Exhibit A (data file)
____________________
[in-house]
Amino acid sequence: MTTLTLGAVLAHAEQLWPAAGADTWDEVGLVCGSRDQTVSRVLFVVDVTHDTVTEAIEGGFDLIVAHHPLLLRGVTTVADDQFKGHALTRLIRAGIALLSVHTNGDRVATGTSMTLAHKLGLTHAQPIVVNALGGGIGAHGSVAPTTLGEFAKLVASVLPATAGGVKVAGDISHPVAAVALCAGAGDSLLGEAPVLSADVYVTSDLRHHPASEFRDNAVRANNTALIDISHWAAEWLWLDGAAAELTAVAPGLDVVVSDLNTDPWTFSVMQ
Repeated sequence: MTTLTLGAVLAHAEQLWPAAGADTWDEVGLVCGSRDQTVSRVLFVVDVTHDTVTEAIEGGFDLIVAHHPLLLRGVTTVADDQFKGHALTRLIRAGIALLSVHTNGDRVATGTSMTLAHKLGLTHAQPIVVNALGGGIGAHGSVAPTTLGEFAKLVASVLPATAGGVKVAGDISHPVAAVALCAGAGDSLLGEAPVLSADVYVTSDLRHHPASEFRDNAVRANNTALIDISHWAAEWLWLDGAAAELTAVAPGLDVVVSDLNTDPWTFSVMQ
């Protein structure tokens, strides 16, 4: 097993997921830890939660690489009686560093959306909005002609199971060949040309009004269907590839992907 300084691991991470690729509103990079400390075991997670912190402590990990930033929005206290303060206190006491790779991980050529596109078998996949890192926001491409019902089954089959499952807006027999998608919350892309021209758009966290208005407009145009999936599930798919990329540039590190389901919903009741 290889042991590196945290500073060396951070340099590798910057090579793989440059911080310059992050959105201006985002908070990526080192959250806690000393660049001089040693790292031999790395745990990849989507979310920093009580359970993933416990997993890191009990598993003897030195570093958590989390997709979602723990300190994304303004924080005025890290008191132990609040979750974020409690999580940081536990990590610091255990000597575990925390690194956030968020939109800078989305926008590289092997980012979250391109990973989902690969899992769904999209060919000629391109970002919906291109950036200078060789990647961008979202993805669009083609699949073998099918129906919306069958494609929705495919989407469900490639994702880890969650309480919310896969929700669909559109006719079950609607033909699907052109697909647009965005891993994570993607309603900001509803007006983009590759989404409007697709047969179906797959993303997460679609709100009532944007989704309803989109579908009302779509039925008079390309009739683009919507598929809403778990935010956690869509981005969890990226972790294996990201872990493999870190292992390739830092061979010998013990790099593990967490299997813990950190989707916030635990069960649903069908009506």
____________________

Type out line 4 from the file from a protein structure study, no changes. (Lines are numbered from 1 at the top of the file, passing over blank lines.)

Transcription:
């Protein structure tokens, strides 16, 4: 097993997921830890939660690489009686560093959306909005002609199971060949040309009004269907590839992907 300084691991991470690729509103990079400390075991997670912190402590990990930033929005206290303060206190006491790779991980050529596109078998996949890192926001491409019902089954089959499952807006027999998608919350892309021209758009966290208005407009145009999936599930798919990329540039590190389901919903009741 290889042991590196945290500073060396951070340099590798910057090579793989440059911080310059992050959105201006985002908070990526080192959250806690000393660049001089040693790292031999790395745990990849989507979310920093009580359970993933416990997993890191009990598993003897030195570093958590989390997709979602723990300190994304303004924080005025890290008191132990609040979750974020409690999580940081536990990590610091255990000597575990925390690194956030968020939109800078989305926008590289092997980012979250391109990973989902690969899992769904999209060919000629391109970002919906291109950036200078060789990647961008979202993805669009083609699949073998099918129906919306069958494609929705495919989407469900490639994702880890969650309480919310896969929700669909559109006719079950609607033909699907052109697909647009965005891993994570993607309603900001509803007006983009590759989404409007697709047969179906797959993303997460679609709100009532944007989704309803989109579908009302779509039925008079390309009739683009919507598929809403778990935010956690869509981005969890990226972790294996990201872990493999870190292992390739830092061979010998013990790099593990967490299997813990950190989707916030635990069960649903069908009506």